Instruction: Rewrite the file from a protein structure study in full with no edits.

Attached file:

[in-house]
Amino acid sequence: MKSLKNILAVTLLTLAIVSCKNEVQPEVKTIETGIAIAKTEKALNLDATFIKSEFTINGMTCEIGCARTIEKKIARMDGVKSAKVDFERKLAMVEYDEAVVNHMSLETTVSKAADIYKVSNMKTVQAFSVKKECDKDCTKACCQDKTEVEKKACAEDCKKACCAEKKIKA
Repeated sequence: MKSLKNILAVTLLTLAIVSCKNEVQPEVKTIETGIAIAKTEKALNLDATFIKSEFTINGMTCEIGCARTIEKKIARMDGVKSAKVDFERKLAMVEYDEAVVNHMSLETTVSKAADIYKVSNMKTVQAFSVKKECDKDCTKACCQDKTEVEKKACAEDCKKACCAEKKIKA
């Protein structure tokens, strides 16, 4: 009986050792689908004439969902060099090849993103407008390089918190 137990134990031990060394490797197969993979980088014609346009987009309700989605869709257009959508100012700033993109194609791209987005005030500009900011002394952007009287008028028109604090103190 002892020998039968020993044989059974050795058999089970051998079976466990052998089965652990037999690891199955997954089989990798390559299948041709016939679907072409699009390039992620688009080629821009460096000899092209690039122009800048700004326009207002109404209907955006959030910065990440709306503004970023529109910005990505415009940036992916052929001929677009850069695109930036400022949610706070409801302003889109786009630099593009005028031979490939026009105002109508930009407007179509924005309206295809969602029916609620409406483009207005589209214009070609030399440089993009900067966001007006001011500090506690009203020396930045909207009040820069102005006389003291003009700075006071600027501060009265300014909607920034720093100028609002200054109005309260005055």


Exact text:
[in-house]
Amino acid sequence: MKSLKNILAVTLLTLAIVSCKNEVQPEVKTIETGIAIAKTEKALNLDATFIKSEFTINGMTCEIGCARTIEKKIARMDGVKSAKVDFERKLAMVEYDEAVVNHMSLETTVSKAADIYKVSNMKTVQAFSVKKECDKDCTKACCQDKTEVEKKACAEDCKKACCAEKKIKA
Repeated sequence: MKSLKNILAVTLLTLAIVSCKNEVQPEVKTIETGIAIAKTEKALNLDATFIKSEFTINGMTCEIGCARTIEKKIARMDGVKSAKVDFERKLAMVEYDEAVVNHMSLETTVSKAADIYKVSNMKTVQAFSVKKECDKDCTKACCQDKTEVEKKACAEDCKKACCAEKKIKA
């Protein structure tokens, strides 16, 4: 009986050792689908004439969902060099090849993103407008390089918190 137990134990031990060394490797197969993979980088014609346009987009309700989605869709257009959508100012700033993109194609791209987005005030500009900011002394952007009287008028028109604090103190 002892020998039968020993044989059974050795058999089970051998079976466990052998089965652990037999690891199955997954089989990798390559299948041709016939679907072409699009390039992620688009080629821009460096000899092209690039122009800048700004326009207002109404209907955006959030910065990440709306503004970023529109910005990505415009940036992916052929001929677009850069695109930036400022949610706070409801302003889109786009630099593009005028031979490939026009105002109508930009407007179509924005309206295809969602029916609620409406483009207005589209214009070609030399440089993009900067966001007006001011500090506690009203020396930045909207009040820069102005006389003291003009700075006071600027501060009265300014909607920034720093100028609002200054109005309260005055």